# If you equip two isomorphic groups with homeomorphic topologies, are they isomorphic as topological groups?

I'm wondering if anyone has any insight regarding the truth of the above statement. Intuitively, if I have two topological groups in which their algebraic group structures are the same up to relabelling, and toplogical spaces that behave the same, it seems as though as topological groups they would have the same structure and behaviours, up to relabelling of course. Or is there an obvious counterexample that I'm missing?

I've seen a similar question posted with a counterexample, however I believe that the counterexample proposed did not accurately satisfy the hypothesis.

• For this to be true you would have to find a general way to functorially turn a map of the underlying topological spaces into a continuous group homomorphism for all topological groups which is an (I'm very strongly suspecting) impossible thing to solve. You also don't require that the homeomorphism of the underlying spaces has any relation to the group structure. Mar 16, 2020 at 23:26
• I'm not sure if this is the "similar question" you're alluding to, but the answer is no. A counterexample is provided here: mathoverflow.net/q/44060/145247 Mar 16, 2020 at 23:32
• @HallaSurvivor: good link: I find the example involving $\Bbb{Q} + \pi\Bbb{Q}$ and $\Bbb{Q} + \sqrt{5}\Bbb{Q}$ given there very appealing. Mar 17, 2020 at 0:45
• Does this answer your question? Diffeomorphic, group-isomorphic Lie groups that are not isomorphic as Lie groups Mar 17, 2020 at 3:02
• @MoisheKohan and other close-voters: I don’t think that question about Lie groups is a duplicate, even though purely technically its answer does answer this one. In particular, the question and answers there both require more background in topology/manifolds to understand; the OP here, and other students finding this question later, may not have that background. Mar 17, 2020 at 8:55

If $$G$$ is a finite topological group and $$N$$ is the connected component of the identity, then $$N$$ is normal and the coset space $$G/N$$ forms a basis for the topology. Conversely, one can create any finite topological group given a choice of finite group $$G$$ and normal subgroup $$N$$ to be the connected component. (See this question for the result.)

Thus, if we can find a finite group $$G$$ with two normal subgroups $$N_1$$ and $$N_2$$ that are not related by any automorphism but are nonetheless the same size, we can have $$(G,\tau_1)$$ and $$(G,\tau_2)$$ homeomorphic, but a continuous isomorphism would have to preserve identity's connected component, i.e. send $$N_1$$ to $$N_2$$, which is impossible, and we would have a counterexample.

For this, we can pick $$N_1$$ and $$N_2$$ to simply be nonisomorphic. For instance, if $$G=\mathbb{Z}_2\times\mathbb{Z}_4$$ then we can use the subgroups $$N_1=\mathbb{Z}_2\times\mathbb{Z}_2$$ and $$N_2=\mathbb{Z}_4$$.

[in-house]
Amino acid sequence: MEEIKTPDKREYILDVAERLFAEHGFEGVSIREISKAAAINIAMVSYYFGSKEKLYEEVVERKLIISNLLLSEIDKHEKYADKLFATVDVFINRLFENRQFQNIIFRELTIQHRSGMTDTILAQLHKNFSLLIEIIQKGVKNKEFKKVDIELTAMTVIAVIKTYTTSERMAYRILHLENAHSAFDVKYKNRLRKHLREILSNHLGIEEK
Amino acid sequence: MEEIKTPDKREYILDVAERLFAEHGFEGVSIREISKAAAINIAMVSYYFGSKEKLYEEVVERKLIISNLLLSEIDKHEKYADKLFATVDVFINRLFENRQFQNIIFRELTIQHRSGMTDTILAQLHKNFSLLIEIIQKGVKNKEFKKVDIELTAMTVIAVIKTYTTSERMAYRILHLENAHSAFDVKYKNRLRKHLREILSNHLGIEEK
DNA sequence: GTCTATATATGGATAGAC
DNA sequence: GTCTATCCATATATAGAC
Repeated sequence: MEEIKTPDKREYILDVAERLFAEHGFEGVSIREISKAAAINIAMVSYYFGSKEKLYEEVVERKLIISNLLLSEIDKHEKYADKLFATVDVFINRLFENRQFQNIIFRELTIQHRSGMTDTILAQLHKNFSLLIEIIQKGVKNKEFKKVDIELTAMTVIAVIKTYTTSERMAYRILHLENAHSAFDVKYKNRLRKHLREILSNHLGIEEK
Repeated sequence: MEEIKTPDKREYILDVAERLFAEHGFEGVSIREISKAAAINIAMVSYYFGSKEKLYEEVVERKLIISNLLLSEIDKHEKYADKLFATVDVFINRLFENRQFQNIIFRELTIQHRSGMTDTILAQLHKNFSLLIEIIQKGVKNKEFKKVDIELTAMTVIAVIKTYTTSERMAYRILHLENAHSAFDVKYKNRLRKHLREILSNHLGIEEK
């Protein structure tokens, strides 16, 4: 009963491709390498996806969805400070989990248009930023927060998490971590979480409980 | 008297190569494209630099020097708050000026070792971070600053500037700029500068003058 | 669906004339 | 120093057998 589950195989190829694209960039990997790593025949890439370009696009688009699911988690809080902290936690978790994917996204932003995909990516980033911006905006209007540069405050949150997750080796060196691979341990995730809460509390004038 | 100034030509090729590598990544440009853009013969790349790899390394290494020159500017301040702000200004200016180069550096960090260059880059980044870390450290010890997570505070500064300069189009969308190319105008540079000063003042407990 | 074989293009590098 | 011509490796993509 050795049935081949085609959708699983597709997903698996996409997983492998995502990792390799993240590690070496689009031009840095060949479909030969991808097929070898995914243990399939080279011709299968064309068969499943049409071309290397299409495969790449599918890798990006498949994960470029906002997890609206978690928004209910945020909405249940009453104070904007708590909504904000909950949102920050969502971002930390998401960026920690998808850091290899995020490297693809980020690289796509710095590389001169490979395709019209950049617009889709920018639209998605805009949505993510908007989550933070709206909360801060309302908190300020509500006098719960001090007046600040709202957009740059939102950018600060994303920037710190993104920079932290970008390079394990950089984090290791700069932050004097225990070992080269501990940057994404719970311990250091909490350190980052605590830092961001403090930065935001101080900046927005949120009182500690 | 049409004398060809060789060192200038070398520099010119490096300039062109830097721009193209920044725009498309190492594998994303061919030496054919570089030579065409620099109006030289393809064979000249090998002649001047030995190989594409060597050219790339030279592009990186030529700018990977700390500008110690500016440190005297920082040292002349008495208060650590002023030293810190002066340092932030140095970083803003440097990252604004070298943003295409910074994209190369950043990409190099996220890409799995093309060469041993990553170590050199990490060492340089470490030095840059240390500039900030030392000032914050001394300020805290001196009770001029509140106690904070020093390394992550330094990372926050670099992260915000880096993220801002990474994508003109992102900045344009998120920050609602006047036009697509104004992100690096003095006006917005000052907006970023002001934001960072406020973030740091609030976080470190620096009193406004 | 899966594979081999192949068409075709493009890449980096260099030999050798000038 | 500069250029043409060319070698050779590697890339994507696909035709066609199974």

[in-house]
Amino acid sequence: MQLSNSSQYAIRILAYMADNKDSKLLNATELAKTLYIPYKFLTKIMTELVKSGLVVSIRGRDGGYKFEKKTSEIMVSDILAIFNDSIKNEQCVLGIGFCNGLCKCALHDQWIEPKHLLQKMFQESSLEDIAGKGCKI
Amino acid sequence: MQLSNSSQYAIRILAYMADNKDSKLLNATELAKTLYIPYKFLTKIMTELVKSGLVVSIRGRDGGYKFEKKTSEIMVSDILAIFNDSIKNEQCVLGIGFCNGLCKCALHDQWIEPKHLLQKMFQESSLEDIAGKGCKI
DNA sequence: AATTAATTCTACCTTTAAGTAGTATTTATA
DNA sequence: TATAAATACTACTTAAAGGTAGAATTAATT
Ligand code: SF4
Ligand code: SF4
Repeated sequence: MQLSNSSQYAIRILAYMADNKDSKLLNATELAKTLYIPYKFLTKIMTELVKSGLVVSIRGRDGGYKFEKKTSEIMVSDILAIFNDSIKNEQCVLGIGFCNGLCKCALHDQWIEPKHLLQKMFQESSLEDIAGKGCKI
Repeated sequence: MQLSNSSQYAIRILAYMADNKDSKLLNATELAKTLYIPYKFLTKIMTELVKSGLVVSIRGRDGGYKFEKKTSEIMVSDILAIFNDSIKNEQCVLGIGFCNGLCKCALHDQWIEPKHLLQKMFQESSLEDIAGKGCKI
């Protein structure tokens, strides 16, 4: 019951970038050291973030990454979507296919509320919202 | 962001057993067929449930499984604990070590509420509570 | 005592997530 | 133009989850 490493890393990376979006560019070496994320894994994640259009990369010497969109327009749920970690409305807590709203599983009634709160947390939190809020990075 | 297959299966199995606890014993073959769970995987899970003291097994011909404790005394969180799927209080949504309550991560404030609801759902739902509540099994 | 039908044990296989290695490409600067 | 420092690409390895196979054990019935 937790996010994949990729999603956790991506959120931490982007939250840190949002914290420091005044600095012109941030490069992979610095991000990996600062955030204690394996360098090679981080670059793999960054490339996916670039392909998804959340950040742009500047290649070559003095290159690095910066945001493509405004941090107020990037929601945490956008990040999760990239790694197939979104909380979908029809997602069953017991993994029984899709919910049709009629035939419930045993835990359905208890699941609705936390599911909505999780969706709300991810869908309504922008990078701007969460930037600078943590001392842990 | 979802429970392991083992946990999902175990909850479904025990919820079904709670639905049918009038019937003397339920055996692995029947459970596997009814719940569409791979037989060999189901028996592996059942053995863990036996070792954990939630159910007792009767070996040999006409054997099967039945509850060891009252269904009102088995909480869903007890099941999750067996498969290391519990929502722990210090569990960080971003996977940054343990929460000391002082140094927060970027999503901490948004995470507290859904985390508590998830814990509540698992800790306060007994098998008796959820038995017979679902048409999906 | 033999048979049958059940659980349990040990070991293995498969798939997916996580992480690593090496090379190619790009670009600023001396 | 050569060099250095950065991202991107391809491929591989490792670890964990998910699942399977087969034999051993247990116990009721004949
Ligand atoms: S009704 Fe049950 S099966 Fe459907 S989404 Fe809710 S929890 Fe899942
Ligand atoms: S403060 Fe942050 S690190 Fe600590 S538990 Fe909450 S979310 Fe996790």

The excellent answer by @runway64 gives a counterexample; I’d like to say a little more about the intuitions you sketch in the question.

Intuitively, if I have two topological groups in which their algebraic group structures are the same up to relabelling, and toplogical spaces that behave the same, it seems as though as topological groups they would have the same structure and behaviours, up to relabelling of course.

With a counterexample $$G_1, G_2$$, we know that their group structure is “the same up to relabelling”, and likewise their topological structure is “the same up to relabelling”. But the relabellings may be different! That is, we know there’s a group isomorphism $$g : G_1 \to G_2$$, and a homoeomorphism $$h : G_1 \to G_2$$. But as functions, $$g$$ and $$h$$ may be different, and there may be no function $$G_1 \to G_2$$ that is both a group isomorphism and a homeomorphism at the same time — as would be needed for them to be isomorphic topological groups.

Similarly, thinking about their behaviours: We know from the group isomorphism that they will have the same purely group-theoretic properties, and from the homeomorphism that they’ll have the same purely topological properties. But they may differ with properties involving the interaction of the group structure and topology: for instance, in @runway44’s counterexample, the property “the connected component of the identity is cyclic” holds in one of the two groups but not the other.

Here's an example in the realm of connected Lie groups.

For $$d\ge 7$$ there exists a 1-parameter family $$G_t$$ (which is explicit) of complex nilpotent Lie groups, which are pairwise non-isomorphic as topological groups (= as real Lie groups), except $$G_{\bar{t}}\simeq G_t$$. But they're all homeomorphic (they're all biholomorphic to $$\mathbf{C}^d$$, hence homeomorphic to $$\mathbf{R}^{2d}$$). And for conjugate $$t,u$$ under $$\mathrm{Aut}_{\mathrm{field}}(\mathbf{C})$$ (e.g., $$t,u$$ both transcendental), $$G_t$$ and $$G_u$$ are isomorphic as groups.